The U.S. Department of Justice announced an agreement with a South Carolina sheriff’s department whose deputy violently dragging a Black female student across a classroom floor for refusing to turn over her cellphone.
A DOJ statement said the Richland County Sheriff’s Department will “promptly enact changes to ensure full compliance with federal civil rights laws prohibiting discrimination against students based on race, color, national origin and disability.”
Under the settlement, the sheriff’s department will provide annual training on de-escalation and unbiased policing to its officers who serve schools, develop policies to reduce school-based arrests and establish a community working group that will recommend improvements.
“The Office for Civil Rights is committed to working with communities like Richland County to ensure that students’ civil rights are protected and school-based law enforcement responses are safe and fair,” said Assistant Attorney General Karol V. Mason.
According to CBS News, the negotiations that led to this agreement began five months before the incident at Spring Valley High School, where there were previous complaints about arrests at schools. Going forward, deputies will focus on criminal conduct—not classroom management issues that school staff should handle.
The news outlet also noted that this agreement does not settle the DOJ’s investigation into Deputy Ben Field’s arrest of the 16-year-old student.
Meanwhile, the American Civil Liberties Union announced a lawsuit on Thursday that challenges South Carolina’s laws against “disturbing a school” and “disorderly conduct.” The organization alleges that the laws are too vague.
“Every year, more than a thousand students in South Carolina — some as young as 7 years old — face criminal charges for not following directions, loitering, cursing, or the vague allegation of acting obnoxiously,” the ACLU said in a statement.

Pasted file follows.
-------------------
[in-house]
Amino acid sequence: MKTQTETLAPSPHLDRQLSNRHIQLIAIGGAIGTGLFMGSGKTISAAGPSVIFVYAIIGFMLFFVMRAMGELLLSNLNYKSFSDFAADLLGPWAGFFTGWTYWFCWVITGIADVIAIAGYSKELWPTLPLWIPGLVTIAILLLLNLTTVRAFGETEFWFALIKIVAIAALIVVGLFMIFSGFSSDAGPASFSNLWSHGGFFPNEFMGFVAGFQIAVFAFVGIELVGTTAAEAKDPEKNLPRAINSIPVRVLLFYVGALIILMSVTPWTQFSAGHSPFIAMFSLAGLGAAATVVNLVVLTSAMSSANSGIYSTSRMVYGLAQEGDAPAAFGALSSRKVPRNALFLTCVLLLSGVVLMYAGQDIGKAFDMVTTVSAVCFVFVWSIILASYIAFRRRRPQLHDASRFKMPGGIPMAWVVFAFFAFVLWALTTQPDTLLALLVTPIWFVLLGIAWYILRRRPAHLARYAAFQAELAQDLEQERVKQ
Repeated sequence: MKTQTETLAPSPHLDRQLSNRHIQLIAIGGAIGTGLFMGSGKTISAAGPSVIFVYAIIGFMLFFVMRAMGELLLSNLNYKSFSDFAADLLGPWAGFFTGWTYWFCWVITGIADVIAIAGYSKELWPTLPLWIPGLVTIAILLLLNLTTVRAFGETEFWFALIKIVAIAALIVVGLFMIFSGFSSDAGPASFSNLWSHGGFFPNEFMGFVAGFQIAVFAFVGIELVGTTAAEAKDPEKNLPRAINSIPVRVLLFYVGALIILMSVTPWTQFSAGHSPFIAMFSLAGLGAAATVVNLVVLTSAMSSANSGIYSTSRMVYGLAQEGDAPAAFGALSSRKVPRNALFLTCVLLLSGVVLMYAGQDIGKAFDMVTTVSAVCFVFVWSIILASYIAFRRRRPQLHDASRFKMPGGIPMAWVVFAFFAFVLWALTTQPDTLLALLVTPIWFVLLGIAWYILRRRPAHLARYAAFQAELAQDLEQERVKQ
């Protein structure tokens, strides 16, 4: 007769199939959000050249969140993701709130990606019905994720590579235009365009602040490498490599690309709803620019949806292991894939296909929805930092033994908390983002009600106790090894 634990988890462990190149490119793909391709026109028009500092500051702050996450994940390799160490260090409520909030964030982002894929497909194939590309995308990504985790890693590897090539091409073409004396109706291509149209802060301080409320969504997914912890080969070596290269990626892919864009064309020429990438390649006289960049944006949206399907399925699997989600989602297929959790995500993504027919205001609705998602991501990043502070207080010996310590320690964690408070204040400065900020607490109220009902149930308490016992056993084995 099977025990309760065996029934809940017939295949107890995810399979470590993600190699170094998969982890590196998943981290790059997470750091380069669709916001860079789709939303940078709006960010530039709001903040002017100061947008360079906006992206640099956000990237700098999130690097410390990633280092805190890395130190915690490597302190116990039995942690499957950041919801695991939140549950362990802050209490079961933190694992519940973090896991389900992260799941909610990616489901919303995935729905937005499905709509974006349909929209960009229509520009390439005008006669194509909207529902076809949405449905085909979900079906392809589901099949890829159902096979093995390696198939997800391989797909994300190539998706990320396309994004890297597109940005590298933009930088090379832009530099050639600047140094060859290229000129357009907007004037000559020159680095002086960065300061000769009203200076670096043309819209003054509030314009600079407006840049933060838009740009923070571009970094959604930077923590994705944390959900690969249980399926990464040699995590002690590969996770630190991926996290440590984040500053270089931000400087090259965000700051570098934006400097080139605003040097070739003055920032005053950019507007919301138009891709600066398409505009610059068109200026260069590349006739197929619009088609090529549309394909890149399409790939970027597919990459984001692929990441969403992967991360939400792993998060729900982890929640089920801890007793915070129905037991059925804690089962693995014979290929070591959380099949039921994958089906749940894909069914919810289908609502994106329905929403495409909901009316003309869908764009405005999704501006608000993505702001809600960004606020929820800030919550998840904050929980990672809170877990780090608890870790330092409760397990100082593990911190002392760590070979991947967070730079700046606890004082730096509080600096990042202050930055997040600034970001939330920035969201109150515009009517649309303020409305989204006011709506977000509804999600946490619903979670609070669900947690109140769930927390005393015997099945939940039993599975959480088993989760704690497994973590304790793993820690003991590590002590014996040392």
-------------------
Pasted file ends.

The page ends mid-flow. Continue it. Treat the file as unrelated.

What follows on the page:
The organization underscored racial disparities in enforcement: Students of color are four times as likely as White students to face criminal charges. Moreover, in Charleston, Black kids are six times more likely to get arrested for those vaguely worded discretionary crimes than White students, the ACLU said.
31 Black Women Who Died In Police Custody
1. Kathryn Johnston, 92Source:Getty 1 of 26
2. Tarika Wilson, 26Source:Getty 2 of 26
3. Shereese Francis, 30Source:Getty 3 of 26
4. Shantel Davis, 23Source:Getty 4 of 26
5. Alesia Thomas, 35Source:Getty 5 of 26
6. Malissa Williams, 30Source:Getty 6 of 26
7. Darnesha Harris, 17Source:Getty 7 of 26
8. Shelly Frey, 27Source:Getty 8 of 26
9. Miriam Carey, 34Source:Getty 9 of 26
10. Yvette Smith, 47Source:Getty 10 of 26
11. Michelle Cusseaux, 50Source:Getty 11 of 26
12. Aura Rosser, 40Source:Getty 12 of 26
13. Tanisha Anderson, 37Source:Getty 13 of 26
14. Eleanor Bumpurs, 66Source:Getty 14 of 26
15. Natasha McKenna, 37Source:Getty 15 of 26
16. Janisha Fonville, 20Source:Getty 16 of 26
17. Meagan Hockaday, 26Source:Getty 17 of 26
18. Alexia Christian, 25Source:Getty 18 of 26
19. Sandra Bland, 28Source:Getty 19 of 26
20. Gynnya McMillen, 16Source:Getty 20 of 26
21. Symone Marshall, 22Source:Getty 21 of 26
22. Korryn Gaines, 23Source:Getty 22 of 26
23. Deborah Danner, 66Source:Getty 23 of 26
24. Alteria Woods, 21Source:Getty 24 of 26
25. Charleena Lyles, 30Source:Getty 25 of 26
26. Cariann Denise Hithon, 22Source:Getty 26 of 26
DOJ & S.C. Sheriff Reach Deal After Cop Dragged Student Across A Classroom was originally published on newsone.com